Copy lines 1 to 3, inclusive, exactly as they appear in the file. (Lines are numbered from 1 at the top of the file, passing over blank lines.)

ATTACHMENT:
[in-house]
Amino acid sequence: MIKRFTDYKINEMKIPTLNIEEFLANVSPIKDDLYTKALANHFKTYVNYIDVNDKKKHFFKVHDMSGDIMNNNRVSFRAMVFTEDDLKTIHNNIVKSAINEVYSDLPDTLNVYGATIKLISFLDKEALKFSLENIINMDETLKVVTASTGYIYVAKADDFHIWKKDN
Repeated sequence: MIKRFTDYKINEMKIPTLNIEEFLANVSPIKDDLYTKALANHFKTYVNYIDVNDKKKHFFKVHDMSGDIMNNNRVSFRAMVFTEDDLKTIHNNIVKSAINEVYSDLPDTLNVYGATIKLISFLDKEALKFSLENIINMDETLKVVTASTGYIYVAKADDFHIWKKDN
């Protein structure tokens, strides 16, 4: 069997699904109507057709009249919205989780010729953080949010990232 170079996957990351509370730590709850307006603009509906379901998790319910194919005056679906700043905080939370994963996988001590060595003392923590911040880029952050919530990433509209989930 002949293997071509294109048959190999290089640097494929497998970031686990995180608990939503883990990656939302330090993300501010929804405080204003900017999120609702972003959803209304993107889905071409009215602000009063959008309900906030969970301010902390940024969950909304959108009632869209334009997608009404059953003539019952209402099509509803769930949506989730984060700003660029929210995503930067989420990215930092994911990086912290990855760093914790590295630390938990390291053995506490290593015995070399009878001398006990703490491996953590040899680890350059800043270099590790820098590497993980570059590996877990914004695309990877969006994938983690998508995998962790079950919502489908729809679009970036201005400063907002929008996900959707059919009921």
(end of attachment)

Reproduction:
[in-house]
Amino acid sequence: MIKRFTDYKINEMKIPTLNIEEFLANVSPIKDDLYTKALANHFKTYVNYIDVNDKKKHFFKVHDMSGDIMNNNRVSFRAMVFTEDDLKTIHNNIVKSAINEVYSDLPDTLNVYGATIKLISFLDKEALKFSLENIINMDETLKVVTASTGYIYVAKADDFHIWKKDN
Repeated sequence: MIKRFTDYKINEMKIPTLNIEEFLANVSPIKDDLYTKALANHFKTYVNYIDVNDKKKHFFKVHDMSGDIMNNNRVSFRAMVFTEDDLKTIHNNIVKSAINEVYSDLPDTLNVYGATIKLISFLDKEALKFSLENIINMDETLKVVTASTGYIYVAKADDFHIWKKDN